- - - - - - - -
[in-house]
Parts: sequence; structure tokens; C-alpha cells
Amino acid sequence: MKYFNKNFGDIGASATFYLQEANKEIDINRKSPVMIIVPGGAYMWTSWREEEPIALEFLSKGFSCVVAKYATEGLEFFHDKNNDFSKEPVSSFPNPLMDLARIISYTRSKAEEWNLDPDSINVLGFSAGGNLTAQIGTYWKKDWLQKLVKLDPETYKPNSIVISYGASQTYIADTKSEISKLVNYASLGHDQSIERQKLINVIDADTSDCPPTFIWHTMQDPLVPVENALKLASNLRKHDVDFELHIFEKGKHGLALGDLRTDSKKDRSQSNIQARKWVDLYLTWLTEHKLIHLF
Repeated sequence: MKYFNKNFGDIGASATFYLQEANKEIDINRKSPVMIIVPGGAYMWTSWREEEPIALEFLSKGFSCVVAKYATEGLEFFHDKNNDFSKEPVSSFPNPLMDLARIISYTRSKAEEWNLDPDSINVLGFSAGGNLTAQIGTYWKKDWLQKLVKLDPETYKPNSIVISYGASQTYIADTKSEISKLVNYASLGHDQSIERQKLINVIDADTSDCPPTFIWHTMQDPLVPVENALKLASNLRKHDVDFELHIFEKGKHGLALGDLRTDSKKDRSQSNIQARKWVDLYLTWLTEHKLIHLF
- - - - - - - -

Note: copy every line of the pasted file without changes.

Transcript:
[in-house]
Parts: sequence; structure tokens; C-alpha cells
Amino acid sequence: MKYFNKNFGDIGASATFYLQEANKEIDINRKSPVMIIVPGGAYMWTSWREEEPIALEFLSKGFSCVVAKYATEGLEFFHDKNNDFSKEPVSSFPNPLMDLARIISYTRSKAEEWNLDPDSINVLGFSAGGNLTAQIGTYWKKDWLQKLVKLDPETYKPNSIVISYGASQTYIADTKSEISKLVNYASLGHDQSIERQKLINVIDADTSDCPPTFIWHTMQDPLVPVENALKLASNLRKHDVDFELHIFEKGKHGLALGDLRTDSKKDRSQSNIQARKWVDLYLTWLTEHKLIHLF
Repeated sequence: MKYFNKNFGDIGASATFYLQEANKEIDINRKSPVMIIVPGGAYMWTSWREEEPIALEFLSKGFSCVVAKYATEGLEFFHDKNNDFSKEPVSSFPNPLMDLARIISYTRSKAEEWNLDPDSINVLGFSAGGNLTAQIGTYWKKDWLQKLVKLDPETYKPNSIVISYGASQTYIADTKSEISKLVNYASLGHDQSIERQKLINVIDADTSDCPPTFIWHTMQDPLVPVENALKLASNLRKHDVDFELHIFEKGKHGLALGDLRTDSKKDRSQSNIQARKWVDLYLTWLTEHKLIHLF